On the second iteration, the framework gathers the constraints:


[GET[userid] ∈ Σ*, GET[userid] ∈ {∈}]

again reaches line 21 and exits. For this example, it is assumed that the condition on line 12 holds. The testing framework inverts the last constraint to perform a depth-first search of the program's computation tree:


[GET[userid] ∈ Σ*, GET[userid] ∉ {∈}]

GET[userid] ∈ Σ+

Again, the testing framework selects some shortest value in Σ+, in this case ‘a.’

On the third iteration, the framework gathers the constraints:


[GET[userid] ∈Σ*, GET[userid] ∉ {∈}, 00.GET[userid] ∉ L(A00 [0−9]+)]

Inverting constraints such as the last one here requires techniques beyond those that have been proposed in the past because this constraint includes a string operation, viz. concatenation.

Constraint Resolution

The problem of satisfiability of word equations with regular constraints is PSPACE-complete, which is well known in the art. However, the constraint language disclosed above is more expressive than this because nondeterministic rational relations, expressed as FSTs, are included and many classes of language constraints are undecidable. Consequently, not every constraint in the language of constraints that may be generated can be solved precisely. However, a benefit of the concolic testing framework is that the constraint resolution algorithm can be incomplete or even wrong, and no false positives will be reported. In one embodiment, the common case in which input variables appear is only on the left-hand side of each language inclusion constraint.

As stated above, in one embodiment, finite state transducers (FSTs) are used to invert string operations. FIG. 12A shows an FST the represents the curried function “00.”, i.e., the function that prepends the string “00” to its argument. Referring to FIG. 12B, the first two transitions each read nothing and output “0” and the third transition outputs whatever it reads. FSTs can be inverted by swapping the input symbol with the output symbol on each transition. FIG. 12B shows the FST inverted.

FIG. 13A shows an FSA representation of the language of strings that match the regular expression on line 24 of FIG. 11. Because the regular expression does not have anchors (‘̂’ for “beginning of the string” and ‘$’ for “end of the string”), the pattern only appears somewhere in the string, as the FSA shows. Because the FST in FIG. 12B represents the inverse of prepending “00,” this FST can be applied to the FSA in FIG. 13A to produce the FSA in FIG. 13B. The language of this FSA represents the language of values for GET[userid] for which the conditional expression on line 24 will evaluate to true. As before, the language of this FSA is intersected with the languages of the other FSAs for the same variable in order to find the language of values that will cause the program to take a new path in its computation tree. A new value, such as “0”, can then be selected for the userid GET parameter.

Test Oracles

In order to be useful, automatic test input generation requires a test oracle that will give feed back on each execution of the program. In one embodiment, this feedback takes the form of pass or fail. In one embodiment, at least two kinds of oracles are used. First, security testers often see whether the input causes the web browser to pop up an alert window. If it does, this indicates a cross-site scripting (XSS) vulnerability. Second, testers check to see whether corresponding pages of sites written to be configured for multiple natural languages have the same structure. If they do not, this indicates that some data is missing in one of the languages. These test oracles are available for the testing framework described herein.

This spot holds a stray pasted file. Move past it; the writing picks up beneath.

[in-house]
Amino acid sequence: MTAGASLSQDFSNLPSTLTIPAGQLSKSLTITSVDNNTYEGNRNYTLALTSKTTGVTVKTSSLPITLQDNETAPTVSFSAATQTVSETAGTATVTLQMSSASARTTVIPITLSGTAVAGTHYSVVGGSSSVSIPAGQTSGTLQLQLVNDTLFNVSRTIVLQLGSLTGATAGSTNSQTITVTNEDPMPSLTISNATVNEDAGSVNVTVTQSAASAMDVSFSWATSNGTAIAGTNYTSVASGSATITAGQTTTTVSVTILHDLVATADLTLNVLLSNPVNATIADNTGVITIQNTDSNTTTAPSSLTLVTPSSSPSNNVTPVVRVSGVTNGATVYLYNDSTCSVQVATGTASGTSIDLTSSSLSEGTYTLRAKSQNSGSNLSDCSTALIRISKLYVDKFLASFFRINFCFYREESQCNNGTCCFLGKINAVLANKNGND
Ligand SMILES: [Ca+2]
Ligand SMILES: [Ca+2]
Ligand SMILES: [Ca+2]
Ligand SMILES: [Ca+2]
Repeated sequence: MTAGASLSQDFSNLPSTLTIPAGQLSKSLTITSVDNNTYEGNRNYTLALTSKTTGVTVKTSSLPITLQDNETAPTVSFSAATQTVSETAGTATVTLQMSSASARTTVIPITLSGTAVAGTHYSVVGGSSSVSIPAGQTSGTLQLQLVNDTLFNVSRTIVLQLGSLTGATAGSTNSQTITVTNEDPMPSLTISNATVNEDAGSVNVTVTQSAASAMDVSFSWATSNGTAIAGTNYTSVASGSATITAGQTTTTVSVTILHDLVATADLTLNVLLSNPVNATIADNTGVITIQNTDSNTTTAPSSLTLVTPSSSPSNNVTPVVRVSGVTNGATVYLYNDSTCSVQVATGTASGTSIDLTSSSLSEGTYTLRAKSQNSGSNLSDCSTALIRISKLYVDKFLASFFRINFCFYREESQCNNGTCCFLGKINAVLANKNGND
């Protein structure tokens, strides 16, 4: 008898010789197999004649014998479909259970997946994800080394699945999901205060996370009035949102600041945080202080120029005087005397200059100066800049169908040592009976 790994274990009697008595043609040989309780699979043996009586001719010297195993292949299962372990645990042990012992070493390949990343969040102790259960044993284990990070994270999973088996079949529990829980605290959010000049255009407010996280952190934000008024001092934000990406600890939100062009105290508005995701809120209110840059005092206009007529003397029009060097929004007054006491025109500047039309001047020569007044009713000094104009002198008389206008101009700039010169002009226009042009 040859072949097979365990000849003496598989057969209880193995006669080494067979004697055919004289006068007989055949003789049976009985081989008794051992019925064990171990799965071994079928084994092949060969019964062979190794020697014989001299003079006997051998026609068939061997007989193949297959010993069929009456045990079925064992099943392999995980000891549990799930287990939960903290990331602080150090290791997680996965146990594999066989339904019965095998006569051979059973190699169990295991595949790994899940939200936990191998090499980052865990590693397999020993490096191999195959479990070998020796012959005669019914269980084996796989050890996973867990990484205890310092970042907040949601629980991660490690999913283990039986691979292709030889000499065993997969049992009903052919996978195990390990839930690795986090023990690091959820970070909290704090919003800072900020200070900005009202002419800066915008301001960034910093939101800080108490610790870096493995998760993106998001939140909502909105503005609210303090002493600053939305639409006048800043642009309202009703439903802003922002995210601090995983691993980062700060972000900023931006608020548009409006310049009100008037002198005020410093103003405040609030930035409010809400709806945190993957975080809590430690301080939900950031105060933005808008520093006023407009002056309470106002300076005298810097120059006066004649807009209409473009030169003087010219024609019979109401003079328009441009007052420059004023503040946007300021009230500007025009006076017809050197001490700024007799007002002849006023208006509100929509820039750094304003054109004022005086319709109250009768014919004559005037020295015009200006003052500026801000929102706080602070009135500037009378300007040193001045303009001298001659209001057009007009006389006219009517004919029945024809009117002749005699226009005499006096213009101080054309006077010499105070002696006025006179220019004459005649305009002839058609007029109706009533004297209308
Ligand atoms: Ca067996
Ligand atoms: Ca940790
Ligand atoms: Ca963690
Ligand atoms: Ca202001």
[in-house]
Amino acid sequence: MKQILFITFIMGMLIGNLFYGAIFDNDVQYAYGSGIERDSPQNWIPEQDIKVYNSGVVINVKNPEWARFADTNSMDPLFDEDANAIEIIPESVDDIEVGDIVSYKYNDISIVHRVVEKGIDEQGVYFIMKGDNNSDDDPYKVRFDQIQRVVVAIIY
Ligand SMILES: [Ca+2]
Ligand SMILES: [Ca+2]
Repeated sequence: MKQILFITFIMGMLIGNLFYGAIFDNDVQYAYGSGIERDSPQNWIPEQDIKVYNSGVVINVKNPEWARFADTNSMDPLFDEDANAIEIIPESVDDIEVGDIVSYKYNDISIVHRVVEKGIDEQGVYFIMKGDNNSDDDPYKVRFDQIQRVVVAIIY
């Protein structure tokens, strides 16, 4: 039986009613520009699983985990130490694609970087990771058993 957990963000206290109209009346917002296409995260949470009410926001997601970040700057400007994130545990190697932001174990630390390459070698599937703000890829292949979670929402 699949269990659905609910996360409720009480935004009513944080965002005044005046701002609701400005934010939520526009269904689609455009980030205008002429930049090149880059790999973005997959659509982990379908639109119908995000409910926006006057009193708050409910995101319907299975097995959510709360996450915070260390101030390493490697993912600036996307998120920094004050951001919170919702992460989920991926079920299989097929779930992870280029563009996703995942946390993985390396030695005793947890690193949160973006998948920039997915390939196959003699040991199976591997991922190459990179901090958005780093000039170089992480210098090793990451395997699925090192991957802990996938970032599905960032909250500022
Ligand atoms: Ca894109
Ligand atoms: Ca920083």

Grasp is a modified version of the PHP interpreter that performs character-level tainting, and allows security policies to be defined on strings based on tainting. A typical example of such a policy defines SQL injection attacks as SQL queries in which characters in tokens other than literals are tainted, or more generally, only syntactically confined substrings are tainted. Given the SQL grammar (CFG) G=(V, Σ, S, R) and a query string σ=σ1σ2σ3 ∈ Σ*, σ2 is syntactically confined in σ if there exists a sentental form σ13 such that X ∈ V and S

*G σ13 *G σ1σ2σ3. In another embodiment, other taint-based policies, such as the policy that tainted strings in the web application's output document must not invoke the clients JavaScript interpreter, are used. This is a less heuristic approach to finding XSS vulnerabilities.

An advantage to using taint-based policies such as the ones described above is that an attempt to generate inputs that will result in failing runs and so bugs can be discovered. In the case of SQL injection vulnerabilities, prior to each call to the query function in the database API, an implicit SQL conditional is applied to the string value of the query. That conditional does not appear in the program or in the execution of the program; it is simply recorded as a constraint in our symbolic execution. The constraint specifies that substrings in the query from user input are syntactically confined. In order to invert this constraint, a transducer is constructed that inverts the operations that constructed the query string, just as before. The image of the SQL CFG is constructed over that transducer. In one embodiment, the image of a context-free language represented by a CFG over an FST is constructed using an adaptation of the CFL-reachability algorithm to construct the intersection of a CFG and an FSA.